When companies choose a rent a captive, they often evaluate their prospective insurers from a short-term approach. This makes financial sense, because insurance premiums are paid in the short term, the tax deductions that are taken from those premiums are also realized in the short term, and indeed, risk management is always calculated as a present value. However, there is an important long-term financial component that should be taken into account when choosing a captive firm.
Insurance brokers and consultants agree that financial strength and stability of an insurance company should be a major consideration when entering into an insurance contract. This is because of an important long-term component of risk management. Risk itself is a statistical calculation that takes into account probabilities of financial downturns, and hedges against those circumstances. However, the actual downturn that triggers the hedge action is the true test of insurance. The major question is: will an insurer be able to hedge against the actual downturn? This is similar to the difference between auto insurance and an actual automobile accident.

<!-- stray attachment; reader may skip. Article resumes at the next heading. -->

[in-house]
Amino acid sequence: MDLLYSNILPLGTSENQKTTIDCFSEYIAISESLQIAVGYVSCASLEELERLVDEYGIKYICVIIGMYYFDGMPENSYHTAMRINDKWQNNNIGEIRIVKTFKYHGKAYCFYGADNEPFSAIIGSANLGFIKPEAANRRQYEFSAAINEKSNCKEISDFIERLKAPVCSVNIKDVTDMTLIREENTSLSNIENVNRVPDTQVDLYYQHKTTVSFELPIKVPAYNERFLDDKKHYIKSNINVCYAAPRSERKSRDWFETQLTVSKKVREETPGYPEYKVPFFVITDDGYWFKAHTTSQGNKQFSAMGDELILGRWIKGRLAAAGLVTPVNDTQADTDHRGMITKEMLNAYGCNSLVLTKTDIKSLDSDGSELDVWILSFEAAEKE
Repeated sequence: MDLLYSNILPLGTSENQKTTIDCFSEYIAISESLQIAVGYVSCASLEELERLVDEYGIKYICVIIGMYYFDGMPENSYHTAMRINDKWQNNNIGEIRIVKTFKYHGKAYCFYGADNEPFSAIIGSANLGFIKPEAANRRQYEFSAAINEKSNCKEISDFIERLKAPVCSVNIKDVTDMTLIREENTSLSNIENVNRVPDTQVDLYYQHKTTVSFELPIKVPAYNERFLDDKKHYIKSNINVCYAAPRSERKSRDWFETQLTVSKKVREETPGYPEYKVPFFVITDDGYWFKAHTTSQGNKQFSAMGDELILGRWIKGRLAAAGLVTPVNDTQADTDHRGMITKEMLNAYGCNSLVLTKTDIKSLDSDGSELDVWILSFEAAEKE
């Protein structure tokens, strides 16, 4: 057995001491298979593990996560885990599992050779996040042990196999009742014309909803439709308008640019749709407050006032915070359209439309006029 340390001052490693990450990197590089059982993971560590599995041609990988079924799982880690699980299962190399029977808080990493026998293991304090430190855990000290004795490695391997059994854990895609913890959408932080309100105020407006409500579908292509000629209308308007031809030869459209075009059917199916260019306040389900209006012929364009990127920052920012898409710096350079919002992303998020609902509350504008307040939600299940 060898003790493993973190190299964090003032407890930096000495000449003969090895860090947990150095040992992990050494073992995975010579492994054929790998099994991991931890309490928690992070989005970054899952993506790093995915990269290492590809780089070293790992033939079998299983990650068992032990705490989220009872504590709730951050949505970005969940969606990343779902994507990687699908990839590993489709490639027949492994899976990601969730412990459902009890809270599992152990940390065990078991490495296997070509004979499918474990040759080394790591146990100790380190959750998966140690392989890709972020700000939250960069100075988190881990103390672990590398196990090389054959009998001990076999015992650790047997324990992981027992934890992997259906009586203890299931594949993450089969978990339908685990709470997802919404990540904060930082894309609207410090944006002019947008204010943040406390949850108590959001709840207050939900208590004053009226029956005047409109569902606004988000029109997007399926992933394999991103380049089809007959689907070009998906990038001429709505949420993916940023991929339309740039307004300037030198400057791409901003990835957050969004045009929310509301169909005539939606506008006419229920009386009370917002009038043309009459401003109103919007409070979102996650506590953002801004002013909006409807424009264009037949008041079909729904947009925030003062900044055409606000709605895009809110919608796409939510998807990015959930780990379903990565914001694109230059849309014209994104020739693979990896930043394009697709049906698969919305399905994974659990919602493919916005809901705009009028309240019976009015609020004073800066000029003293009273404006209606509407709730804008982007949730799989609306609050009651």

In the United States, the government can be considered the first line of defense against being insured with an undercapitalized company which may be in danger of default. In addition, the health and stability of the parent company should be carefully established. In the event of a disaster, if you go down, so will they. On the other hand, you must be careful to understand that in a mutual disaster, they may have first claim to the benefits.
For this reason, a key to successfully choosing a rent a captive firm is to carefully evaluate their long-term financial stability.